Excerpt from the Government of Ontario’s ‘Newsroom’
A Brantford construction firm, was fined $250,000 on September 29, 2009, for a violation of the Occupational Health and Safety Act (OHSA) after a worker was killed.
On October 3, 2007, the company was providing general site services for the construction of an electrical plant, in Toronto, for SNC-Lavalin Power Ontario Inc. While installing temporary lighting, an apprentice electrician opened a 600-volt electrical panel and contacted the taps of the live transformer. The worker was electrocuted.
A Ministry of Labour investigation found that the company had an electrical lockout policy in place, requiring electrical installations to be done under lockout conditions. However, there was no record of the worker receiving detailed training in this policy. Also, the written procedures made reference to out-of-province legislation instead of the OHSA and the applicable Ontario Regulations.
Lockerbie & Hole Eastern Inc. pleaded guilty under the OHSA to failing as an employer to take every precaution reasonable in the circumstances for the protection of a worker. In particular, it failed to ensure its lockout procedure complied with the current legislative standards.
The fine was imposed by Justice Geraldine Sparrow.
SNC-Lavalin Power Ontario Inc. already pleaded guilty in relation to this incident and was fined $300,000 on July 7, 2009. The fines for both companies total $550,000.
In addition to the fine, the court imposed a 25-per-cent victim fine surcharge, as required by the Provincial Offences Act. The surcharge is credited to a special provincial government fund to assist victims of crime.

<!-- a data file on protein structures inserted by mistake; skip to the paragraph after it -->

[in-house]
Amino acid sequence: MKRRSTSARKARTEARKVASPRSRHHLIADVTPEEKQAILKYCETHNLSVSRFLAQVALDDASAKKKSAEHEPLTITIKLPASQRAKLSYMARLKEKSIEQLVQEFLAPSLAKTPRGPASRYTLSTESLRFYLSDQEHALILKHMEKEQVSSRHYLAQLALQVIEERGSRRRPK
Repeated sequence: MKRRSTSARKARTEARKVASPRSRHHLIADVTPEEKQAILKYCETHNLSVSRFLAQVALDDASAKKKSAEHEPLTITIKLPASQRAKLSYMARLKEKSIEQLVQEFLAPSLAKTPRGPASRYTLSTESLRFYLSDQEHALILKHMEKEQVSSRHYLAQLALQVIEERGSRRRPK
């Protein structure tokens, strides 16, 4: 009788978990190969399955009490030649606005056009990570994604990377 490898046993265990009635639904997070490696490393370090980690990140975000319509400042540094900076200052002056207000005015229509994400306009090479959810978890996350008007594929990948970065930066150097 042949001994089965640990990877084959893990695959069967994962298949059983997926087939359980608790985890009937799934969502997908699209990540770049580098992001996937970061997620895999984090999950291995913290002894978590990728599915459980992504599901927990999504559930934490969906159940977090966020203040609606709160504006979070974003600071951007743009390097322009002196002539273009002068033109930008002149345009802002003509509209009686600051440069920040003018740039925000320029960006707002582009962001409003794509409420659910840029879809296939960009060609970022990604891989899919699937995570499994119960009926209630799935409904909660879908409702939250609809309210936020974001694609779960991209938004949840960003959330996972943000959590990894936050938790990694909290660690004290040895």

The law(s) in contravention:
Lockerbie was fined $250,000 for a violation of section 25, subsection 2(h) which states,
“The employer shall take every precaution reasonable in the circumstance for the protection of a worker.”
Again, we find another company violating this ambiguous section of the ACT. Many things could trigger a violation on this section. Lockerbie should have received, and demanded, the ROTs of every employee coming onto their worksites. Here we find that no questions were asked concerning Lockout and Tagout and an apprentice dies.
SNC Lavalin Power was already convicted for not providing proper instruction to the employee. Instead of the Quebec standards applied in this case, it was up to any and all employers to check the current OHSA standards. It is the responsibility of every employer to acquire the information prior to any entry to a worksite.
By the way, the total fines were $550,000 + $137,500 = $687,500. I would say that this amount still does not approach the true value of a life, especially a young one.
Remember — In Ontario, “ALL Accidents are Preventable”
‘Work’ and ‘Play’ safe.
Daniel L. Beal
CHSEP – Foundation Level
VP & Senior Trainer
HRS Group Inc.